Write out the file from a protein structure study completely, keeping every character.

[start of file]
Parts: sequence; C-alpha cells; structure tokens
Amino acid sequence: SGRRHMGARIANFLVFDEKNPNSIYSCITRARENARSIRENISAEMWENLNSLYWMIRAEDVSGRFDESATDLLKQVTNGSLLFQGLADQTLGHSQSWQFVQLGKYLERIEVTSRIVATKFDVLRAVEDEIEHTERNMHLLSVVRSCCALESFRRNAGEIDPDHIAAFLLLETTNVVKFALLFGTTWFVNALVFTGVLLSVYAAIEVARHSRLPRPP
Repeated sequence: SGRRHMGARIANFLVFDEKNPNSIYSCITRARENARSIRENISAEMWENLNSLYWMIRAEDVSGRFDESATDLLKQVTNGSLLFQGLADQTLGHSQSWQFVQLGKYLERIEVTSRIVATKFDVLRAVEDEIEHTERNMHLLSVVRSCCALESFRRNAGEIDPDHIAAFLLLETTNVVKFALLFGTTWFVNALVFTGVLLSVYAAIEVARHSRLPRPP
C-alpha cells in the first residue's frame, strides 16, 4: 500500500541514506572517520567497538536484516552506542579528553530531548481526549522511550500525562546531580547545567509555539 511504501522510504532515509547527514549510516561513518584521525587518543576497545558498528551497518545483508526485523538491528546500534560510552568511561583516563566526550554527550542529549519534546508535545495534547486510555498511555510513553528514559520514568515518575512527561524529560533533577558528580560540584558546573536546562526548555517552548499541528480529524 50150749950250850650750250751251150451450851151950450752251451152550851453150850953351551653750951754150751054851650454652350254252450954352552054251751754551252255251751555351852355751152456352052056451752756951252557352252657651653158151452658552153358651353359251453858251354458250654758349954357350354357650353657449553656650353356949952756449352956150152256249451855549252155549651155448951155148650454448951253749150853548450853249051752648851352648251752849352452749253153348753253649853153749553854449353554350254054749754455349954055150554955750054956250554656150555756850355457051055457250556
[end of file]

Parts: sequence; C-alpha cells; structure tokens
Amino acid sequence: SGRRHMGARIANFLVFDEKNPNSIYSCITRARENARSIRENISAEMWENLNSLYWMIRAEDVSGRFDESATDLLKQVTNGSLLFQGLADQTLGHSQSWQFVQLGKYLERIEVTSRIVATKFDVLRAVEDEIEHTERNMHLLSVVRSCCALESFRRNAGEIDPDHIAAFLLLETTNVVKFALLFGTTWFVNALVFTGVLLSVYAAIEVARHSRLPRPP
Repeated sequence: SGRRHMGARIANFLVFDEKNPNSIYSCITRARENARSIRENISAEMWENLNSLYWMIRAEDVSGRFDESATDLLKQVTNGSLLFQGLADQTLGHSQSWQFVQLGKYLERIEVTSRIVATKFDVLRAVEDEIEHTERNMHLLSVVRSCCALESFRRNAGEIDPDHIAAFLLLETTNVVKFALLFGTTWFVNALVFTGVLLSVYAAIEVARHSRLPRPP
C-alpha cells in the first residue's frame, strides 16, 4: 500500500541514506572517520567497538536484516552506542579528553530531548481526549522511550500525562546531580547545567509555539 511504501522510504532515509547527514549510516561513518584521525587518543576497545558498528551497518545483508526485523538491528546500534560510552568511561583516563566526550554527550542529549519534546508535545495534547486510555498511555510513553528514559520514568515518575512527561524529560533533577558528580560540584558546573536546562526548555517552548499541528480529524 50150749950250850650750250751251150451450851151950450752251451152550851453150850953351551653750951754150751054851650454652350254252450954352552054251751754551252255251751555351852355751152456352052056451752756951252557352252657651653158151452658552153358651353359251453858251354458250654758349954357350354357650353657449553656650353356949952756449352956150152256249451855549252155549651155448951155148650454448951253749150853548450853249051752648851352648251752849352452749253153348753253649853153749553854449353554350254054749754455349954055150554955750054956250554656150555756850355457051055457250556